>As remeber that one of the studies showed that elite guys entered important tournaments about 2 years later than guys, who didn't make it in the long run. So it's not about "losing time", it's more about "waiting for the right moment".
Correlation does not imply causation.
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>>817770

Correct.

Also this isn't a true (randomised) experiment but a field study, also it isn't a meta analysis and so on..

But who cares anyway, because there aren't laws that prohibit taking up Judo as a stand alone martial art from the age of 5.

Still, if a lot of similar studies draw a similar picture, it's usually good advise to consider it at least as a working hypothesis.
>>
>>814922
>>814944

No, not boxing, because brain damage, and not TKD, because it's useless.

Add weightlifting though. And, extra emphasis on the swimming and wrestling.

Also yeah, at least wait until he's like 5. For now, get him interested by watching.
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>>818485
>not TKD, because it's useless.
TKD is great supplementation for kicking.
If you just train Muay Thai, you won't be a well rounded without something like TKD.
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>>818547
>If you just train Muay Thai, you won't be a well rounded without something like TKD.
>>818485
If you train just Muay Thai, you won't be a well rounded kicker without something like TKD.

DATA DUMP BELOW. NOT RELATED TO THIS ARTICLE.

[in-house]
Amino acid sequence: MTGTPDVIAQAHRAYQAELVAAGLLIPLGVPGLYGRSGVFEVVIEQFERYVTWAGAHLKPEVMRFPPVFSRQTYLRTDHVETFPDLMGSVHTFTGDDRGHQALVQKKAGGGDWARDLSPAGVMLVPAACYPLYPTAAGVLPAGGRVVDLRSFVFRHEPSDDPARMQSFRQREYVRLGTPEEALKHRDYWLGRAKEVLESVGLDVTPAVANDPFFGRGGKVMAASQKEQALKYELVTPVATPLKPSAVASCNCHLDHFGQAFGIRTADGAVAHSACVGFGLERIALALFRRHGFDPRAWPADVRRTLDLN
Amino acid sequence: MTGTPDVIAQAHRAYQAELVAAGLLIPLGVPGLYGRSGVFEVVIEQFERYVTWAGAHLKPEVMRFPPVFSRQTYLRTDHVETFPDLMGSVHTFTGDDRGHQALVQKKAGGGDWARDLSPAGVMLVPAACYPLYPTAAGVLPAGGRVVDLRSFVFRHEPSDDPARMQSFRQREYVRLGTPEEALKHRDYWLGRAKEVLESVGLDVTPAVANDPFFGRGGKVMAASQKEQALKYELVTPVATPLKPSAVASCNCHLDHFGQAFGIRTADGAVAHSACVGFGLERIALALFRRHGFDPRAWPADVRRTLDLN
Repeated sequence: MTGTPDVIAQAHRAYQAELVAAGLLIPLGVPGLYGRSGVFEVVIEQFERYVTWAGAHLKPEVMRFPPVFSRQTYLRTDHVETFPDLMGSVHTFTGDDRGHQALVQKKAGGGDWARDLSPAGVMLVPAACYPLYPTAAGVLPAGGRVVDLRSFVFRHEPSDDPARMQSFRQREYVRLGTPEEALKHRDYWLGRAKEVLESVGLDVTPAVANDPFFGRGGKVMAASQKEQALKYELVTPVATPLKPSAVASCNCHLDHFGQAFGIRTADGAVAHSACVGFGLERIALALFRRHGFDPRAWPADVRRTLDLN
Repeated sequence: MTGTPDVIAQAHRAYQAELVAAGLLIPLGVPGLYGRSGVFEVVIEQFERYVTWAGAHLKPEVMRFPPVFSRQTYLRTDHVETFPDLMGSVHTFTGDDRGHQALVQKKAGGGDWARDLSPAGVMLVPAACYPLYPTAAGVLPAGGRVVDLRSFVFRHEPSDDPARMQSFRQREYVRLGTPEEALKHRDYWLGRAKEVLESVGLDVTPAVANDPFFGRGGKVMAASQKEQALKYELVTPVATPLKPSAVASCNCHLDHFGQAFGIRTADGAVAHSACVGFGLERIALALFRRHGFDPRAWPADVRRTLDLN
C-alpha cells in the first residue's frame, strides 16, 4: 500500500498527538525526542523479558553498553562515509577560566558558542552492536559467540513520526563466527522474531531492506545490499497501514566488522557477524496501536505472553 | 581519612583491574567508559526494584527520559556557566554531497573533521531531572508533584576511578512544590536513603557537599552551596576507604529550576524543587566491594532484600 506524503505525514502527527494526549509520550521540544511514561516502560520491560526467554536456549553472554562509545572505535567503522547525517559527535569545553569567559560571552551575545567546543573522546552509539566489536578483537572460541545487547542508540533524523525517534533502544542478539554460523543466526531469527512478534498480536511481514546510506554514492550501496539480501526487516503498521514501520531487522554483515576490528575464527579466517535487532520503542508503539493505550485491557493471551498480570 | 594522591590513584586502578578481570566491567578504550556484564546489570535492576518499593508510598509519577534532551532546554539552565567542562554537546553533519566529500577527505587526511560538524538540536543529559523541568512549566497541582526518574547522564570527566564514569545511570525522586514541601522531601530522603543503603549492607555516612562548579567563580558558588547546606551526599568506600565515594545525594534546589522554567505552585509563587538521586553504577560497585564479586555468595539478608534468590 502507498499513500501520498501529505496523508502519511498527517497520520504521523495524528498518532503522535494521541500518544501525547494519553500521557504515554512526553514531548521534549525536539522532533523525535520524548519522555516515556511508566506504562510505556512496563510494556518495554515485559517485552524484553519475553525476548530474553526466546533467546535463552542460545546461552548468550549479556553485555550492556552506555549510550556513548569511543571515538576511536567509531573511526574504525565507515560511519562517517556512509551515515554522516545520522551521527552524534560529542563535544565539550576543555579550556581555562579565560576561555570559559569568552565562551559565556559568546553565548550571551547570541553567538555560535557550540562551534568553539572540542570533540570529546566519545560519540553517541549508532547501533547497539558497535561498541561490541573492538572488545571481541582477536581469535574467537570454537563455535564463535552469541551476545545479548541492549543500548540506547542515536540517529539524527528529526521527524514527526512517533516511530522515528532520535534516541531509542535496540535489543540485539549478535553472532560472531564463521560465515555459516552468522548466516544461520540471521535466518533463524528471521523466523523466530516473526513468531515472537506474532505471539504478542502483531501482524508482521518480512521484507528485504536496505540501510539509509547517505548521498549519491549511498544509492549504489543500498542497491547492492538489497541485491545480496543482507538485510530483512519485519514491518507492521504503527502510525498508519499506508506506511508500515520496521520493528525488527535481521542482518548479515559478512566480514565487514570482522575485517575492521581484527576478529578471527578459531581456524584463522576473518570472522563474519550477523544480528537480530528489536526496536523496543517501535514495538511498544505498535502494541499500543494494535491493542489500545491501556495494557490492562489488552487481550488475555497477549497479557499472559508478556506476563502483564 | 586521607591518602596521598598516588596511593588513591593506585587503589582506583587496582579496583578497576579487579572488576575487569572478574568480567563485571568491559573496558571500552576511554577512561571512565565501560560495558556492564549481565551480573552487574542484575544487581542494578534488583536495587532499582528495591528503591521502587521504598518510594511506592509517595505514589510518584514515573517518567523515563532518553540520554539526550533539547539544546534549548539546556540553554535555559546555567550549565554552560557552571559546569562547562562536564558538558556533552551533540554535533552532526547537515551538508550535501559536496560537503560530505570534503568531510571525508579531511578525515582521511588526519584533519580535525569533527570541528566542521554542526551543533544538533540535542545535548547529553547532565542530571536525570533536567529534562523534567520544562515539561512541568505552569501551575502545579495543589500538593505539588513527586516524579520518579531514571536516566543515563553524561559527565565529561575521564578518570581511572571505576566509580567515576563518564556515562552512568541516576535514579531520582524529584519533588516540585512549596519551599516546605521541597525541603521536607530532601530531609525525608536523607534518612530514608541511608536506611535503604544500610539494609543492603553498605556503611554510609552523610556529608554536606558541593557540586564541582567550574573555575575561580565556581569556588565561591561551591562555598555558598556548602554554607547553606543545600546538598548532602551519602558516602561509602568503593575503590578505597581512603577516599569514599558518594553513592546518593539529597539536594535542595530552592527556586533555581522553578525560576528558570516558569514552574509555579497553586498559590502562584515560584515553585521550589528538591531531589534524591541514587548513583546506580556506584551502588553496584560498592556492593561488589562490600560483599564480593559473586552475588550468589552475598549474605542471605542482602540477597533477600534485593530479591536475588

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>>818485
>>818547
>>818548
Karate has a decent variety of kicks.
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>>818547
>>818548

I never said anything about Muay Thai. Brain damage, remember?
>>
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>pussy shit like judo

I sent my kid right off to the gym. Fucker does at least 3x5 or it's no bottle tonight.
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>>815097
You're trying to raise a child not train fkin Batman.
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>>819198
But what if I told you that more than 60% of all children could be batman?
>>
>>819198
what's the difference?
>>
>>819198

Yeah, I'd also recommend team sports:

https://www.youtube.com/watch?v=tg0Q92r6Fk8
>>
>>815097
>train him in everything
>jack of all trades, master of none

>comes across a boxer, gets fucked up
>comes across a machete welder, gets fucked up
>>
>>825405

>parry the boxer, grappling him down
>enough boxing to evade a machete cut and knock the guy unconscious
>>
>>825405
A jack off all trades is a master of none, but better than niggas who ain't even decent at shit.
>>825467
>not shin kicking the fuck out of the boxer